Bryan Joiner

Why then I

Category: Yankees

Farewell to the Master

If this is the end for Mariano Rivera, it finished not with a whimper but the thud of a baseball against a wall. That was always one potential finish, but this was like the residents of Pisa waking up to find the damn thing toppled over and finally having to answer the question of “What now?” Rivera stood for so long and broke so many rules that the talk today will likely be of what a tragedy it is for the whole exercise to end this way. I don’t celebrate it, but in the end River’s body did what no single hitter could ever do convincingly, and that’s show that the guy is human. This could have happened at any point since the strike. It happened in 2012.

Rivera’s career isn’t just staggering. He’s sui generis, a now-fallen baseball god with no father to his breathtaking style. Cal Ripken was eventually the Guy in Gehrig’s Shadow, and the bulky guy who didn’t meet a batting stance he didn’t like. Rivera was the converse. Almost ashen in his wiryness, his control panel had one button and he pressed it with joy. Yankees fans loved him for it, and why not? They won and won and won and won, and they won with happy endings the likes of which all sports fans may not crave, but love, because it puts them at the center of the narrative. Rivera was Disney-like, and if there’s anything good about the way it likely ended it’s that we can appreciate the man instead of the myth.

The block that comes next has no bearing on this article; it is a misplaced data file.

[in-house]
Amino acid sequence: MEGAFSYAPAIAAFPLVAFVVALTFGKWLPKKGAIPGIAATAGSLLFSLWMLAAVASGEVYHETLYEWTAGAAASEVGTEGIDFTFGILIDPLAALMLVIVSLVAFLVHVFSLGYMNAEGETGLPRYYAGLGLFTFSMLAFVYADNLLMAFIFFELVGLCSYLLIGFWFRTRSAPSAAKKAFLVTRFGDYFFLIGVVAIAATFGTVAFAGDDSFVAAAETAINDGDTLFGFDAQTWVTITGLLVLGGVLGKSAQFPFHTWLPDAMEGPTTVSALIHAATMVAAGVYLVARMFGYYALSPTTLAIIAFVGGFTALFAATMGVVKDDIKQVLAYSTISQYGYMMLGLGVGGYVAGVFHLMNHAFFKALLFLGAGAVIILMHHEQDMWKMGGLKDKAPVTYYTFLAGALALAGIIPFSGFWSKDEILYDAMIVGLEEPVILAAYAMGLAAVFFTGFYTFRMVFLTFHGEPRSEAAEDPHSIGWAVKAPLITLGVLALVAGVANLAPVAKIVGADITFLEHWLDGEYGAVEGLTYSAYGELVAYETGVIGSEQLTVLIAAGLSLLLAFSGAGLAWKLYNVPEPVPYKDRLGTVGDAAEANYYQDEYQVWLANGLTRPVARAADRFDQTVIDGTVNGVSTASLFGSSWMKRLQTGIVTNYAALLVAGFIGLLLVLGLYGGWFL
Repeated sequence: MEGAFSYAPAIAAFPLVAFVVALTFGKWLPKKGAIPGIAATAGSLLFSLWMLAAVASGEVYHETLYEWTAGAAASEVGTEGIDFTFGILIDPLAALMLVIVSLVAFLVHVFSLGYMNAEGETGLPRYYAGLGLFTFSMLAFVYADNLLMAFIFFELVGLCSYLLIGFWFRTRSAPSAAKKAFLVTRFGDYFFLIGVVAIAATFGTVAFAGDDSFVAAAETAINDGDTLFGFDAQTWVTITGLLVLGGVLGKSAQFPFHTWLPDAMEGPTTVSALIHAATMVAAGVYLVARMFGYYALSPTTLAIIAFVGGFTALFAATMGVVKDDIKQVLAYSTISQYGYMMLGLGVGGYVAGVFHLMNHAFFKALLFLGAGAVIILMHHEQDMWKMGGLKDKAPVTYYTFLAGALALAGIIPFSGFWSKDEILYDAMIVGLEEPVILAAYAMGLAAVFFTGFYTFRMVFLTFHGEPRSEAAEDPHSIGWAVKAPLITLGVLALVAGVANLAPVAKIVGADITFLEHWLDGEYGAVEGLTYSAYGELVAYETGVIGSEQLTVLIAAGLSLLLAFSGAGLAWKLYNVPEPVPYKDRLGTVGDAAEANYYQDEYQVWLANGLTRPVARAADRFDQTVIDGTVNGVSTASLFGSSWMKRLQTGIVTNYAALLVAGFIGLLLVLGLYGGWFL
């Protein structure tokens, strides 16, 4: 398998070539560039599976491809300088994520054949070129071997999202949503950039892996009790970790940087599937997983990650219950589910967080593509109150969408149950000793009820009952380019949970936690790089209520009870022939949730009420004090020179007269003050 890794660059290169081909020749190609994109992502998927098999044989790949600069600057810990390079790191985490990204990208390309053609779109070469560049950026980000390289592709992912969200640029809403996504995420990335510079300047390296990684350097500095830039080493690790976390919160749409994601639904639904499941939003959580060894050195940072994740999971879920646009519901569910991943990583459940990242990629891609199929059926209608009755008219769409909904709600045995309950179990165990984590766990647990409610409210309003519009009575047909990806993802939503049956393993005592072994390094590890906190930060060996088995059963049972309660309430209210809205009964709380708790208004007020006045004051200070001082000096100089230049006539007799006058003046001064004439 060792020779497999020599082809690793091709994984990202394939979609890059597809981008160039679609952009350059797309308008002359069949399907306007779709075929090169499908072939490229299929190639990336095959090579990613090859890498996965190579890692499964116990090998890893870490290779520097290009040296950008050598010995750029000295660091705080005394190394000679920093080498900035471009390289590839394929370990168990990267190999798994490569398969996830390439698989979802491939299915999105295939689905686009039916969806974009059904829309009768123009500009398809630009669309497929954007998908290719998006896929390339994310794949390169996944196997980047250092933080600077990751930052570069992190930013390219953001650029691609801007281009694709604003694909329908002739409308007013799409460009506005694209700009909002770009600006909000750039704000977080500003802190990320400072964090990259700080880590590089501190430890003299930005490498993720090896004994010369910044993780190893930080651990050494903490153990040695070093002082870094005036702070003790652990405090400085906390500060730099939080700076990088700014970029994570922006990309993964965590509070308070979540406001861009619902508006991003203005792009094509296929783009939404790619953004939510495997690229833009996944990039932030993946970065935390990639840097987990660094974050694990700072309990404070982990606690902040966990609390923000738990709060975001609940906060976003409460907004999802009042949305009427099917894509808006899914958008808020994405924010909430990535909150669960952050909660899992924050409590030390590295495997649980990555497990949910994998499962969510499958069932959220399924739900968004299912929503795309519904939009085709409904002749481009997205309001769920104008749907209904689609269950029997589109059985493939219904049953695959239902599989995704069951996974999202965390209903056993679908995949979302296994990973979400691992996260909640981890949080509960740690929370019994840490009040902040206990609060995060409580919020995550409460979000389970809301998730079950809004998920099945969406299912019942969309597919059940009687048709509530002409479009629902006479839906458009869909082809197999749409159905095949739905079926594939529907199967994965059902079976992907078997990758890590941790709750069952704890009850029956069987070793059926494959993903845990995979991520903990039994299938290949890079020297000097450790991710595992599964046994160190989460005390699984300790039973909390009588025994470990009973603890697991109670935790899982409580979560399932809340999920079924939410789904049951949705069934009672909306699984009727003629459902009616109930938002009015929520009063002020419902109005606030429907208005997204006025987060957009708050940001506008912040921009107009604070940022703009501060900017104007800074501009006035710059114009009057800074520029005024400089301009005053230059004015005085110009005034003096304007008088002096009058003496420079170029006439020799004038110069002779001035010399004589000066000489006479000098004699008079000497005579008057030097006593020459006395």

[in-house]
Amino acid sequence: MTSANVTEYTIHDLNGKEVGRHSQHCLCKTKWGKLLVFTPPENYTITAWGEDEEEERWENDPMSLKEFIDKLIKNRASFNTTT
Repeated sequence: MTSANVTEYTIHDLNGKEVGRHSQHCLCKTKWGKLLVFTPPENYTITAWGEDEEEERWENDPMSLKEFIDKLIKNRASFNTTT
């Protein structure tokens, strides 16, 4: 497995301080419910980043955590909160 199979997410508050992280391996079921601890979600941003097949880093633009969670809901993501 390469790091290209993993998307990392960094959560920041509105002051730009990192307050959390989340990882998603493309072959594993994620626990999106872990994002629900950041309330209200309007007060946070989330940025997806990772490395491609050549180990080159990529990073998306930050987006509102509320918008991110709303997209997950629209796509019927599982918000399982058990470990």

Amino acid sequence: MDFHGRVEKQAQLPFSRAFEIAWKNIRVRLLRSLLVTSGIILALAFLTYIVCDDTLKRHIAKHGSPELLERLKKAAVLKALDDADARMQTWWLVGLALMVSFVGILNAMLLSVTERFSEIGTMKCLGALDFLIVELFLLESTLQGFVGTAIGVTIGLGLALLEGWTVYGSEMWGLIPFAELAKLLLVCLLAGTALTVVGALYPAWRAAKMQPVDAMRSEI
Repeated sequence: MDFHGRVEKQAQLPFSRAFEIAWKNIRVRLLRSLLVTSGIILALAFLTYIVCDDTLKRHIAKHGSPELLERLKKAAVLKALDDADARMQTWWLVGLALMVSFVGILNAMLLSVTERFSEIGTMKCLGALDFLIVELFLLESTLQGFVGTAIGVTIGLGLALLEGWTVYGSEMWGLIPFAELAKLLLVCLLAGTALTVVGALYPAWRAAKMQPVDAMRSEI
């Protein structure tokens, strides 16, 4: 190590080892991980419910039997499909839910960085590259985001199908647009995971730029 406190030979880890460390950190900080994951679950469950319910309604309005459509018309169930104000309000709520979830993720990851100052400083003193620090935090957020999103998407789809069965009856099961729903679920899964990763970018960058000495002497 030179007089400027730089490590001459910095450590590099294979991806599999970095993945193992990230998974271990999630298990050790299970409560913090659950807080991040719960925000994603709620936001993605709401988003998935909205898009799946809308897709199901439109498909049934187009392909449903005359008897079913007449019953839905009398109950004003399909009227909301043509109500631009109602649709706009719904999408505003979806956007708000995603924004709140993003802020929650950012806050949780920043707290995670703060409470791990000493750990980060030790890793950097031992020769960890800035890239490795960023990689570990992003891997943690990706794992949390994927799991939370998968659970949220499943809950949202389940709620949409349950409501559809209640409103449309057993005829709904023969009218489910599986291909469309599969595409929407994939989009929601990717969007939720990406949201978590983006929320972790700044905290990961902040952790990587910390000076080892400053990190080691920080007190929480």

But oh, what a myth! Even in his most visible moment of “failure,” against the Arizona Diamondbacks in 2001, it was in play. He only gave up broken-bat singles, and when called upon to throw to second base, he pressed the only button he had, and chucked it into center field. In a moment so potentially fraught with symbolism just after September 11, mighty Mariano fell short, and the winners weren’t New York’s brokenhearted but a bunch of Curt-come-latelies from Arizona. The gift here was the same as the injury, in a way: It showed that life doesn’t give a shit about your narratives, and the lesson is to enjoy the good times when they happen.

I’m trying to make chicken salad here, which might sound rich coming from a Red Sox fan, but I loved Rivera. He belonged to the Yankees, but he belonged to the baseball-playing human race, and that’s all I really care about. Shit, it’s better than he played for the Yankees. If anyone was deserving of the spotlight, it was him. Derek Jeter is a great, great player, but he’s symbolic of the Yankees teams in a way Mariano isn’t. Those Yankees teams were Derek Jeter and had Mariano, and that’s an important semantic difference. Mariano belonged to all of us, because things that damn awesome just do.